Sigrid Undset was one of many European writers in the twentieth century who felt a strong attraction to traditional Catholicism. Undset differed, though, from writers such as T. S. Eliot, G. K. Chesterton, and Charles Maurras, who supported reactionary political regimes and were opposed to the personal autonomy characteristic of the modern era. Undset was not opposed to twentieth century liberalism and individualism. She saw personal autonomy as expressing a human dignity consonant with Christian conception of the potentially exalted character of humanity that, though inevitably sinful, was redeemed by the sacrificial love of Jesus Christ.
This delight in individualism can be seen in Undset’s portrayal of the character of Kristin Lavransdatter. Kristin is no plaster saint. She has human desires, human passions, and human failings. She also is a pious Christian throughout the course of the work, although her religious dedication only reaches its full consummation in the last portion of the trilogy, The Cross, when she formally enters a convent. Undset indulges in no melodramatic contrast between pagan sin and Christian devotion. She recognizes that, in a society as totally Christian as medieval Norway, Christianity tended to embrace the full range of human attributes and behaviors, even if it could not have officially condoned them all. Kristin’s drives and passions may be gently chided by the clerical authorities in the book, but they are not constrained. Indeed, the defiance of social norms that Kristin displays at the beginning of the book (for instance, in her premarital relationship with Erlend Nikulaussön) is also displayed at the end of the book, when her passionate spirit diverges from the social norm in another direction (selfless devotion to the Church).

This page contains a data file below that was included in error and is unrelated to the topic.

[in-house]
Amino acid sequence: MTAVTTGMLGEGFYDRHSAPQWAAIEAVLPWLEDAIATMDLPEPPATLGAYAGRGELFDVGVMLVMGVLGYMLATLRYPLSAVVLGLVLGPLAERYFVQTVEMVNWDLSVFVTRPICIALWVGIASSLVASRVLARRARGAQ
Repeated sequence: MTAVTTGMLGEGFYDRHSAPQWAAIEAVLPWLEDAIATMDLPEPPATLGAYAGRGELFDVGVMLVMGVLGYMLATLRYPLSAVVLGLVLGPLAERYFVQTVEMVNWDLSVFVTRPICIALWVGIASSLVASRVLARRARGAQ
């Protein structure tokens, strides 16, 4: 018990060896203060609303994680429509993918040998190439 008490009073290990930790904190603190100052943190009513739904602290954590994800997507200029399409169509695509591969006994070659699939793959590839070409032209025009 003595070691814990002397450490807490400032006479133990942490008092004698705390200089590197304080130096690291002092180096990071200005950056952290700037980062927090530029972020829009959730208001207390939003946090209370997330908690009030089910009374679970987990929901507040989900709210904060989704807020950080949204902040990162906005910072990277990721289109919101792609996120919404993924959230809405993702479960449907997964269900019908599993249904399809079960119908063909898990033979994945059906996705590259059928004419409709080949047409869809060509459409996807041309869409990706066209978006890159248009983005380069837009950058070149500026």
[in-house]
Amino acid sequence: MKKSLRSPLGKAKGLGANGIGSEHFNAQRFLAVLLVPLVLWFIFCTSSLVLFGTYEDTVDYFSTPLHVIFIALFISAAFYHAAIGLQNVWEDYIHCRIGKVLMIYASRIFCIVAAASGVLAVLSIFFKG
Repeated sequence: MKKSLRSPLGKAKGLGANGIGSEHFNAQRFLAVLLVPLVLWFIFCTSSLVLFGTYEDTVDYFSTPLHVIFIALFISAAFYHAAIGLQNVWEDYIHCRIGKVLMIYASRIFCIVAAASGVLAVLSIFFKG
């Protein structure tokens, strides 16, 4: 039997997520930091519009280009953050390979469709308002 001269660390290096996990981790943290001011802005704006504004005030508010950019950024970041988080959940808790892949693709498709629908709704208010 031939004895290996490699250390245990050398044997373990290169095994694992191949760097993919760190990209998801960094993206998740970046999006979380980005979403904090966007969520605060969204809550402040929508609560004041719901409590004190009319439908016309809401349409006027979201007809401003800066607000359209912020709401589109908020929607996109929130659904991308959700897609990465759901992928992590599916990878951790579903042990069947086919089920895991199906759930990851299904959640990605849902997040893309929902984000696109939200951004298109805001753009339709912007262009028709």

The significance of the character of Erlend is often missed by critics. Erlend’s inadequacies as a man and as a husband are evident. Before he marries Kristin, he sires an illegitimate child by another woman. After their marriage, he has numerous affairs. He mismanages and mortgages his property to advance his unrealistic personal interests. At first, the reader infers that Kristin has made a disastrous match and that her religious devotion is a repudiation of Erlend’s wayward secular morality. The truth, on consideration, is more complicated. Erlend, like Kristin, will not tolerate the limits placed upon him by stolid, unimaginative,...
(The entire section is 996 words.)